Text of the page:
Planning a wedding in a country that isn’t the United States proved to be an interesting challenge.

Thankfully, my husband did a lot of the verbal and written work, negotiating the church, minister, ceremony, organist, and reception via email and phone.


My perfect bouquet, crafted by my mother.

My mother is a professional wedding planner in Texas, where the wedding business is something like a billion dollar industry with lawyers and contracts and a lot of crying. When you have a wedding, you have any number of vendors working for you for a premium, and they all have different needs, and you have to sign a lot of papers that say you will or won’t do this or that, or you will be out by such-and-such time, or you have two hours to set up and not one second more.

As I found out along the way, Norway is a completely different story. The reception venue, the church, the photographer (all of which were wonderful, by the way) — we didn’t sign a contract for any of these. Some emails went back and forth, some phone calls happened, and that was it. We had a church. We had an organist and a church servant and a minister. We had a reception venue with a plated steak dinner, and hey, they even threw in some floral decor for no additional cost. Not only that, but even though we told them we wanted to be done by 7:30pm, they told us we could stay as long as we wanted and they would keep the bar open for our guests. They profit, we hang out longer, everyone wins.


The Slagen Kirke altar area

There were challenges of course, as I mentioned. The area where I was particularly baffled was the terminology. I couldn’t find a central, all-inclusive etiquette guide for Norwegian weddings anywhere. In the United States, I’m pretty sure any Barnes & Noble Bookstore is going to have an entire section dedicated to wedding planning, including volumes of worksheets and fill-it-in planners. The internet abounds with guides for American weddings. All I wanted was to know what people usually put in the program, and what all that stuff is called in Norwegian.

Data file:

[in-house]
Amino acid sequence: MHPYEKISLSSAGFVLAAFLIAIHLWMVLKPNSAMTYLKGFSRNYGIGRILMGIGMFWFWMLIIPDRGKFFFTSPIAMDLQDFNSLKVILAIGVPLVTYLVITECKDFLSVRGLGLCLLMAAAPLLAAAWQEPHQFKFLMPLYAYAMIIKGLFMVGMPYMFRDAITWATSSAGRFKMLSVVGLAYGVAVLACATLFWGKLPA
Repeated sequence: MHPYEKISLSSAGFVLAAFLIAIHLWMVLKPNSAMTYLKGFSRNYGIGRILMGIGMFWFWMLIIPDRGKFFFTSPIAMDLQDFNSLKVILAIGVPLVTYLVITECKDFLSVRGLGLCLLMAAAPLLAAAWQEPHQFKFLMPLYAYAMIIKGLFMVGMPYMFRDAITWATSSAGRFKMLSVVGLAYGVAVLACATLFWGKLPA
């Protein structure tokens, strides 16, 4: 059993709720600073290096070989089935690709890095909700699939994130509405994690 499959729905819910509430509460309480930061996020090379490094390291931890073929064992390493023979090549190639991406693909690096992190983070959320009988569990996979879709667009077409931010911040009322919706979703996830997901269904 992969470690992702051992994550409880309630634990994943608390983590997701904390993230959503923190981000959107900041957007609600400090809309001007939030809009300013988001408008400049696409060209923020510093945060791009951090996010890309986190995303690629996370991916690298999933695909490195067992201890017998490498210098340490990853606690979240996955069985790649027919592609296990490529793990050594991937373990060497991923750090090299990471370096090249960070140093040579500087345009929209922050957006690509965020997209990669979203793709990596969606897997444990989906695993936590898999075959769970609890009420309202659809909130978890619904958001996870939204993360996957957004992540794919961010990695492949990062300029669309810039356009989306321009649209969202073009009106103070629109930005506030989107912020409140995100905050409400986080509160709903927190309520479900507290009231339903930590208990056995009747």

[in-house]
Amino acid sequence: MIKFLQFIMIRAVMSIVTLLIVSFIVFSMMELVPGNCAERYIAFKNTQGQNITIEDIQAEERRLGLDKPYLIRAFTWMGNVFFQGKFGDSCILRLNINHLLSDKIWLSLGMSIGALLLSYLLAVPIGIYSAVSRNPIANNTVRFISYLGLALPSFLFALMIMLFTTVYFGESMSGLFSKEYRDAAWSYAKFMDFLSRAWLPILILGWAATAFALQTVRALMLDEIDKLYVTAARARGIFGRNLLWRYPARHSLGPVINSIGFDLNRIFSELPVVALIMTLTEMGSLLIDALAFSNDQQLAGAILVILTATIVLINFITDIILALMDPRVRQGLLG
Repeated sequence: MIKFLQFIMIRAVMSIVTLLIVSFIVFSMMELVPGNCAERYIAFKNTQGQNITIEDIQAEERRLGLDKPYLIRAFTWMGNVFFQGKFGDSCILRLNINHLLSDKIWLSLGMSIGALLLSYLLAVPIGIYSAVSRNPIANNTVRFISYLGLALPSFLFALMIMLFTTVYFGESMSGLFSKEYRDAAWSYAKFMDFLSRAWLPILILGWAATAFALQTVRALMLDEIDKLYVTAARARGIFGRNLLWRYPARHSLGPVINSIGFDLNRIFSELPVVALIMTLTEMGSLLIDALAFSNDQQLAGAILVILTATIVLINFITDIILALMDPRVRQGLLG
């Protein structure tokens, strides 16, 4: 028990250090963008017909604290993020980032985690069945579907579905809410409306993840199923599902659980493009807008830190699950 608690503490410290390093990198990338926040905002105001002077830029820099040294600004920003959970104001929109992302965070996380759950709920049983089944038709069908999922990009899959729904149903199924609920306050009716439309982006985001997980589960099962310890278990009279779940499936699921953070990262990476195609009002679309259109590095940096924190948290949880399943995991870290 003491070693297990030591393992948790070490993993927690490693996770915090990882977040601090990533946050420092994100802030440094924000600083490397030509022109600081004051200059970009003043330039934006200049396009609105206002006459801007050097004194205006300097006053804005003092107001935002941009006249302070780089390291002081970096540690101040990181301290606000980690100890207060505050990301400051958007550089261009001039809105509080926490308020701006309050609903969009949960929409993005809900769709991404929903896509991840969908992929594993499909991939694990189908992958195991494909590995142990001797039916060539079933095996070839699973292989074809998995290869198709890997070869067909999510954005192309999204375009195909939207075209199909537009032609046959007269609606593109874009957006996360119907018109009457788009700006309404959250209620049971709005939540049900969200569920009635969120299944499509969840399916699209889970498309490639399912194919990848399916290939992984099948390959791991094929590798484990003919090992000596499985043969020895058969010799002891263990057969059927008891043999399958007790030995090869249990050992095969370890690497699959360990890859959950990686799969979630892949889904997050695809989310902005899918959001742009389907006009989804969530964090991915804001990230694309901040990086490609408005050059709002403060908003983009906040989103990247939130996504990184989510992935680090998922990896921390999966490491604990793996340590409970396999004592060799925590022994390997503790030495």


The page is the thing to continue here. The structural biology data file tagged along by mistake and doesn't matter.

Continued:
Perhaps (or perhaps not), then, my calling is to make such a site. There are websites that have a few venues listed in this or that town, and a review or two, and some slightly blurry photos, and some kind of skewed budget estimator, but that was all I could find. Norwegian wedding program templates were definitely hiding somewhere as yet uncovered. There also exists a forum site where Norwegian brides can ask questions and get help, but I didn’t find it particularly insightful for my personal needs.

Maybe a series of posts is in order, detailing how to plan a wedding in Norway. Maybe not. Regardless, it was so beautiful, and involved far less money and crying than planning a wedding in the United States.